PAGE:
After becoming an integral member of the resistance using the code name Caro, Catherine was arrested in 1944 just two years before her brother erected his eponymous house. She was tortured by the Gestapo for keeping information on her comrades. Catherine was then transferred to a German-run French prison where she was subsequently sent to Ravensbrück women’s concentration camp before being taken to worse camps such as Torgau, Abteroda, and later escaped Markkleeberg concentration camp in 1945 at only 28 years old.
“One of the things that I found very moving in archives was a letter that Christian wrote to his father in April 1945, and it was when was the first hint he had received that Catherine might still be alive,” said Picardie. “He said– ‘we must be brave and we must hope that she still has the strength to keep going and to survive.’” In developing her research for Miss Dior: A Story of Courage and Couture, Picardie spoke with the last remaining survivors of Ravensbrück concentration camp who knew Catherine. “I think too often we, it’s hard for us to hear those stories, so we prefer not to hear them,” she said. “To speak with somebody that has beared witness to and endured the worst that humanity can do, to listen to those stories is really important and realizing this is still recent history.” Of the women she spoke to, one stood out to Picardie in particular. “This woman who I spoke to, she told me Catherine could still love life, all the more, having been in a death camp. That gave me such a profound understanding of the depth and beauty of the human spirit.”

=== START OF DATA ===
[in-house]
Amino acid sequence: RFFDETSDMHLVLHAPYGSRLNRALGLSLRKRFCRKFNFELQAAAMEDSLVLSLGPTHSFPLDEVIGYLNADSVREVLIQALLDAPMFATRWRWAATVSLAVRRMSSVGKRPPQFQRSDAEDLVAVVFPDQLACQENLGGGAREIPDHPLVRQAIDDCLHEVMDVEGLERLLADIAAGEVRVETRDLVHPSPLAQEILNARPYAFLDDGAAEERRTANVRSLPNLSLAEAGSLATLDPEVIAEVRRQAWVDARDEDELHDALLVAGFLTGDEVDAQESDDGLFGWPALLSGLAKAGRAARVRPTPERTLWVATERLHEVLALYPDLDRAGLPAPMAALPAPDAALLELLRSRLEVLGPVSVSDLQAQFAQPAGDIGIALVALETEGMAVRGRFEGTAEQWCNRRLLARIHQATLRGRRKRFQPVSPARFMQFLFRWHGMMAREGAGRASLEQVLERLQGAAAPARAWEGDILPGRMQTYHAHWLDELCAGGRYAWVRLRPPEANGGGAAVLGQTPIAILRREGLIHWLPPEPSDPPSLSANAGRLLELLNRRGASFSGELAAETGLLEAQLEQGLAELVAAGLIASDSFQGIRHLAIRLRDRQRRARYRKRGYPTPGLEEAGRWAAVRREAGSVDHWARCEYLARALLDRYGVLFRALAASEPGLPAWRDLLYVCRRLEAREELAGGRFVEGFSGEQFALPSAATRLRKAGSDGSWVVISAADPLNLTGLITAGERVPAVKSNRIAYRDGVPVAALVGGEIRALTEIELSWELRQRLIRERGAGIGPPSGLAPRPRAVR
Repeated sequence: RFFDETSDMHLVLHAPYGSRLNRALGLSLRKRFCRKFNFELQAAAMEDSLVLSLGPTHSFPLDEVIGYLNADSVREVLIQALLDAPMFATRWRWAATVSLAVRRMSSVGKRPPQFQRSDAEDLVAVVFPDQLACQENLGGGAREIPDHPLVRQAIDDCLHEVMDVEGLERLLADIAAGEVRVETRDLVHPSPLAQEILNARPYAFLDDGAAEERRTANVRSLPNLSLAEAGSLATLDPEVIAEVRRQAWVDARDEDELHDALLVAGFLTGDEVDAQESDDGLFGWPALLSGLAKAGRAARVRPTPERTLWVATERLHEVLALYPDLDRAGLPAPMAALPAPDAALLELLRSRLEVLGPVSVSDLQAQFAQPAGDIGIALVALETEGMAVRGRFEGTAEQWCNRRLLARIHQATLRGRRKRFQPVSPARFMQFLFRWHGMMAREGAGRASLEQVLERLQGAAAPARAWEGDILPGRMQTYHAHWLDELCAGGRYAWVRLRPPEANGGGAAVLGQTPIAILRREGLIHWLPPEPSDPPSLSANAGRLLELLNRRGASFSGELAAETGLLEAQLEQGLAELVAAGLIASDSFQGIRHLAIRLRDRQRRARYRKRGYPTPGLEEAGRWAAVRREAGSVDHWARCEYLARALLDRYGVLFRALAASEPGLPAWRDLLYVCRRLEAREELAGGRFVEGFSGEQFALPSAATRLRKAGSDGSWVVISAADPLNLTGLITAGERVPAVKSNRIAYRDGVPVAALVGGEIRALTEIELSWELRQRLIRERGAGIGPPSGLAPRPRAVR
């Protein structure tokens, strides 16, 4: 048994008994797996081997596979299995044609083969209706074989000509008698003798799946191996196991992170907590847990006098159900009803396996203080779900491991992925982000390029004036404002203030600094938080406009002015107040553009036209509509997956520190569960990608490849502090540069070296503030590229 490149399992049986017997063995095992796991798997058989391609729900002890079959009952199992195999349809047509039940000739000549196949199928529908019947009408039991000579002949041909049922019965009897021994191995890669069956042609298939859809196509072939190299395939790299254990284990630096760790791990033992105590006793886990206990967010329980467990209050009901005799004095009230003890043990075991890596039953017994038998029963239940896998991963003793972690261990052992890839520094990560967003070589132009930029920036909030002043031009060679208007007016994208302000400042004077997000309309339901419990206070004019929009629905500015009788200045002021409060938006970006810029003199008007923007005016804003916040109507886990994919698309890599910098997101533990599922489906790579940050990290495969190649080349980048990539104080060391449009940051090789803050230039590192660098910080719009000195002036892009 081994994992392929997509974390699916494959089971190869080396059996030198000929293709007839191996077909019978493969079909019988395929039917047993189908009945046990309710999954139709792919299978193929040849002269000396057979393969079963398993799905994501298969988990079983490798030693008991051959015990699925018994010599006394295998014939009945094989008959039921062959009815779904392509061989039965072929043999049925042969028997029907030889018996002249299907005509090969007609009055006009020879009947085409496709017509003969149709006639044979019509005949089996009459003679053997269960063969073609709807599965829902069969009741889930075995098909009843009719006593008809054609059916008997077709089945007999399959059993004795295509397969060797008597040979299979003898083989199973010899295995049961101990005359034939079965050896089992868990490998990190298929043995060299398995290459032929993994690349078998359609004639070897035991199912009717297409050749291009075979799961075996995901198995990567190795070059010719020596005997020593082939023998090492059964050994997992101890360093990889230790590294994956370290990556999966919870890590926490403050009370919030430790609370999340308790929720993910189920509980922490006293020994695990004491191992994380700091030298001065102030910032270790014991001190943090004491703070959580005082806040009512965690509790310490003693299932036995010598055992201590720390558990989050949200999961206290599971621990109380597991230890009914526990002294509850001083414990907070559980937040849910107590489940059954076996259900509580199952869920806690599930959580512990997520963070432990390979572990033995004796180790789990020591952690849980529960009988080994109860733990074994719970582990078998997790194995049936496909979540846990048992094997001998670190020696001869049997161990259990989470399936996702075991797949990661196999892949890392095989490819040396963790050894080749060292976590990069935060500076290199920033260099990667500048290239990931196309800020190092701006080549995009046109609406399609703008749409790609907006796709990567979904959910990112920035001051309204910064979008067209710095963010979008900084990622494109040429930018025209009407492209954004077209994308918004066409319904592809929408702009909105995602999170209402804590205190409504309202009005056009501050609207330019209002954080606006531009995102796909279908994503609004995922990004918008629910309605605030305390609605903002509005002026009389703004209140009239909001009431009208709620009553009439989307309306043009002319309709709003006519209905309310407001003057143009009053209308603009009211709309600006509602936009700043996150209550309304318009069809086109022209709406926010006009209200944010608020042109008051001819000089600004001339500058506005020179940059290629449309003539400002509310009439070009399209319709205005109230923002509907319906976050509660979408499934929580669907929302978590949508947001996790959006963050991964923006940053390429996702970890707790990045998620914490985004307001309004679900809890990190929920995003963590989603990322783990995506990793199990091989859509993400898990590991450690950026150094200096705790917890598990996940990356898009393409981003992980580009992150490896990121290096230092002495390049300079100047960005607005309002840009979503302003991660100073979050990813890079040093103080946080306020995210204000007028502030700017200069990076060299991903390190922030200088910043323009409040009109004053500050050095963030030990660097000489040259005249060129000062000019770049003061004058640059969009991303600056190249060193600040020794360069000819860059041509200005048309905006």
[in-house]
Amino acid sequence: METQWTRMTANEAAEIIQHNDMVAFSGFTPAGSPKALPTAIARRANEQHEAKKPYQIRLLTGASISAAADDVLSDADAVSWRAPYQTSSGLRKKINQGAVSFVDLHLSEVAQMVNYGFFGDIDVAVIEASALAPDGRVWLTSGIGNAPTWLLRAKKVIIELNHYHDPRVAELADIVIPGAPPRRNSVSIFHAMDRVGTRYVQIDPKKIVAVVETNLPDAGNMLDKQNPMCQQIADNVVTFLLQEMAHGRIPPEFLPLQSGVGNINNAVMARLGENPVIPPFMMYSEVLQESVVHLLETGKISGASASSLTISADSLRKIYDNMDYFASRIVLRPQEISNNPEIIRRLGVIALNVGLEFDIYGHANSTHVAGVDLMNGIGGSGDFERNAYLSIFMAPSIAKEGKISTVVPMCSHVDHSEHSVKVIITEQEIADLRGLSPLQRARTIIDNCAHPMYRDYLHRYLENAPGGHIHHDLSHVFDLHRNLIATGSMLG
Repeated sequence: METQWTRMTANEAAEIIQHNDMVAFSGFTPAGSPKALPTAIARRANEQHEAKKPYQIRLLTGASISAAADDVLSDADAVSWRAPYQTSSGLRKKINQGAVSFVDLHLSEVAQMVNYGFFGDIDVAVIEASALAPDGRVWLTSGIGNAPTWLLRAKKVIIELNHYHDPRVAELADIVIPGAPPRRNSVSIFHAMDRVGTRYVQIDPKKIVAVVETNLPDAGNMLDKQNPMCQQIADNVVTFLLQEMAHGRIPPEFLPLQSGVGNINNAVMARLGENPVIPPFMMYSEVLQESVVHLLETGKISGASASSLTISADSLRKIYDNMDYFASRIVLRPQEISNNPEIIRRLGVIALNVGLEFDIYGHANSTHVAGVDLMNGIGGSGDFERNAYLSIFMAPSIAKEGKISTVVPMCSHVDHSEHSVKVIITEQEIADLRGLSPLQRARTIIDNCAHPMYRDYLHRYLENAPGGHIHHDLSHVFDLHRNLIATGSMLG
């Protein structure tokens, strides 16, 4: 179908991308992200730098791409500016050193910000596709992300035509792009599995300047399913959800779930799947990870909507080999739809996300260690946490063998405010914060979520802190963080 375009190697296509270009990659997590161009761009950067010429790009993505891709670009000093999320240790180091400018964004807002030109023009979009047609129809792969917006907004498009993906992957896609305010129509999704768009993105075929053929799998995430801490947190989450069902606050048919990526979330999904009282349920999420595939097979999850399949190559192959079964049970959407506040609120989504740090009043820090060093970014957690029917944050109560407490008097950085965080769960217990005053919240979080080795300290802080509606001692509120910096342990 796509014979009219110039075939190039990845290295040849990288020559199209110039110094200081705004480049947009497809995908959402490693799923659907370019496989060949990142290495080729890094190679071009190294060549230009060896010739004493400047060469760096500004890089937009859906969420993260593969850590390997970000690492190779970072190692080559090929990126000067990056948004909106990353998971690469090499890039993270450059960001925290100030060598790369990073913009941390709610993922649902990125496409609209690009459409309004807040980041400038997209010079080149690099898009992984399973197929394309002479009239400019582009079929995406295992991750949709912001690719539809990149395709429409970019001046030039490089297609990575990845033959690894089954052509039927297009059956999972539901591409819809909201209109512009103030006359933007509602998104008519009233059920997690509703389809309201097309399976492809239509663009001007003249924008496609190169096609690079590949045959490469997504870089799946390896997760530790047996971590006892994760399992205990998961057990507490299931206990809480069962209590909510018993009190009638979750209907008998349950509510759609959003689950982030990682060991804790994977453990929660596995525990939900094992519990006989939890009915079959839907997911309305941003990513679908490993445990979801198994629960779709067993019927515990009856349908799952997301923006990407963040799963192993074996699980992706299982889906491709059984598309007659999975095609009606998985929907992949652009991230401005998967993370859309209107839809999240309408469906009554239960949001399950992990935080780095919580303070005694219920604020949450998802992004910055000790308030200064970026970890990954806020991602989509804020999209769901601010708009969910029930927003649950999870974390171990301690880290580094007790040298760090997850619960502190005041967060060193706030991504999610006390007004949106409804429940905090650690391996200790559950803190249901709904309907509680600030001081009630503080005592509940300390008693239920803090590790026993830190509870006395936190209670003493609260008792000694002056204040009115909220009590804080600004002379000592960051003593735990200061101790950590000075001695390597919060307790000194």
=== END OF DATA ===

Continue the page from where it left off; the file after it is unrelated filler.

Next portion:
After extensive research and writing her book, it’s evident that Catherine’s lively spirit comes through in Picardie when she speaks of her life. “What I felt was that Katherine was very alive as I wrote about her. The act of writing, you’re trying to make them come alive for a reason,” she said.
To Dior, his sister was the ultimate representation of profound beauty in resilience. The ultra-feminine bar jacket Dior designed following the war was the first fashion piece to put the house of Dior on the map and is remembered today as a cultural reset in fashion dubbed “the new look” for women. The bar jacket was a symbol in women’s fashion of regaining a sense of beauty in the cultural and economic boom of a post-World War II environment.
In the same way that Dior fell in love with the budding flowers that died in the winter and rebirthed in the spring housed in his mother’s garden, perhaps Dior’s greatest inspiration of all was the beauty of his sister’s own regeneration. A reflection of our own rebirth in these modern trying times, in Picardie’s Miss Dior: A Story of Courage and Couture she carefully traces Catherine’s courageous story as the heart of Dior inspiring one of the greatest fashion houses of all time.
Miss Dior: A Story of Courage and Couture is available now online and in stores.END